(If you are considering learning an instrument, the best instrument for training your child’s “ear” for music is the violin.)

Humming along to tunes at home can be a great way for a child to develop its voice.

There is also plenty of sing-along material on YouTube that your child can access provided they have Internet access.

Singing teachers have varying degrees of qualification, expertise and capability.

I recommend using Australian National Association of Teachers of Singing (ANATS) as the place to start your search for an appropriately qualified singing teacher for your child.

The emphasis should not to be on your child “being a star”. Your child should learn good singing technique which will stand them in proper stead for life. There is plenty of time for them to become a “star” once the basics are in place.

Many schools that sell the idea of stardom do not focus on developing proper singing technique and this exposes young children to the risk of damaging their voices.

Group lessons can be a good way to introduce your child to singing lessons. However, children will receive greater individual attention to singing technique (and will be more likely to have individual mistakes corrected) if they have private singing lessons.

Parents should avoid group lessons where the ages of the group members are broad.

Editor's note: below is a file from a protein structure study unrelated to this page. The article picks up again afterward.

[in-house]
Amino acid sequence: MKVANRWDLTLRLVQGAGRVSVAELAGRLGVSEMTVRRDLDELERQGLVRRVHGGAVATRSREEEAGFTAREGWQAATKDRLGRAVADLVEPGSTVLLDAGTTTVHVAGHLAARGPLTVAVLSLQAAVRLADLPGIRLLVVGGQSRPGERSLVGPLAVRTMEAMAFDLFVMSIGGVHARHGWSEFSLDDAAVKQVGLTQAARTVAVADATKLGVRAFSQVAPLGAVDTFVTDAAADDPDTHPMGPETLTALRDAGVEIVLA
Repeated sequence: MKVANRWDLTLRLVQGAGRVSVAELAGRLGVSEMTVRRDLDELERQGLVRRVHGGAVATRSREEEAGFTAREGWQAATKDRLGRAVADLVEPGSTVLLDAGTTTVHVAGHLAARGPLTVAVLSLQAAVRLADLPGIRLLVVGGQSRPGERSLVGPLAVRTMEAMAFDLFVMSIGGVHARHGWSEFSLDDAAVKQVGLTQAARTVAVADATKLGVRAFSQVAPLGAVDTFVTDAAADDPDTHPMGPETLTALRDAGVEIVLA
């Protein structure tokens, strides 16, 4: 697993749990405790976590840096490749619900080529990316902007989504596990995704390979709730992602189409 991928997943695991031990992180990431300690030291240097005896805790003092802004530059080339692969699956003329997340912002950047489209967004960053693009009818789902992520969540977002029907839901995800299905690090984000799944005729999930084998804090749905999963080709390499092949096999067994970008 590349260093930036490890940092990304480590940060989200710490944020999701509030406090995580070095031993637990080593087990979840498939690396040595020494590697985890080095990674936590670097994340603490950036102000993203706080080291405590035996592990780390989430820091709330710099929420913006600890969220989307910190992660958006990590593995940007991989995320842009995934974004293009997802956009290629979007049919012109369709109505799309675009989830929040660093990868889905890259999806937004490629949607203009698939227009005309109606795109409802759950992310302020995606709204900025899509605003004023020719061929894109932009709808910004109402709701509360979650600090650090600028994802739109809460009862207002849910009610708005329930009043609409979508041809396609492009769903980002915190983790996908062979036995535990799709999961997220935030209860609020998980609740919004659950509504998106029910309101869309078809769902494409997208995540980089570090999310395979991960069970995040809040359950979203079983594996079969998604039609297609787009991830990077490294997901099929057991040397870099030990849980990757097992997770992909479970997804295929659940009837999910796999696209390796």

For example, teenagers are at a different stage of vocal chord development to young children; adult singers are different again.

If your child does learn in a group singing environment, make sure that they are amongst other students of their own age group.

Choirs are a popular way for children to enjoy singing.

Pops songs, such as those sung by Miley Cyrus, Taylor Swift and Pink, are not suitable for young children.

So too some Disney songs have vocal ranges that are outside of the capability of young children.

Young children do not possess the singing range to hit a broad range of notes, and as a consequence, children can sound out of pitch.

Age-appropriate repertoire is a critical component of ensuring your child has a positive learning environment.

We have added a few suggestions below regarding suitable repertoire for young children. The most important element of teaching young children to sing is to teach them how they can prevent damage to their voices.


While there are some exceptions, young children (around the age of 7-8 years old) typically have a vocal range of about an octave (on either side of Middle C) so suitable repertoire needs to be constrained to within this range. These songs are suitable for use as audition material.

Examples of Suitable Material for children (Aged 7+).

  • Castle On A Cloud (Les Miserables).
  • Bare Necessities (Jungle Book).
  • Once Upon A December (Anastasia).
  • You Are My Sunshine.
  • Reflection (Mulan)
  • Kiss the Girl (The Little Mermaid)
  • Part of your world (The Little Mermaid)
  • The Circle of Life (The Lion King)
  • Fireflies (Owl City)
  • Zippity Doo Dah (Disney)
  • You’ve Got A Friend In Me (Toy Story)
  • Tears in Heaven
  • Rockin’ Robin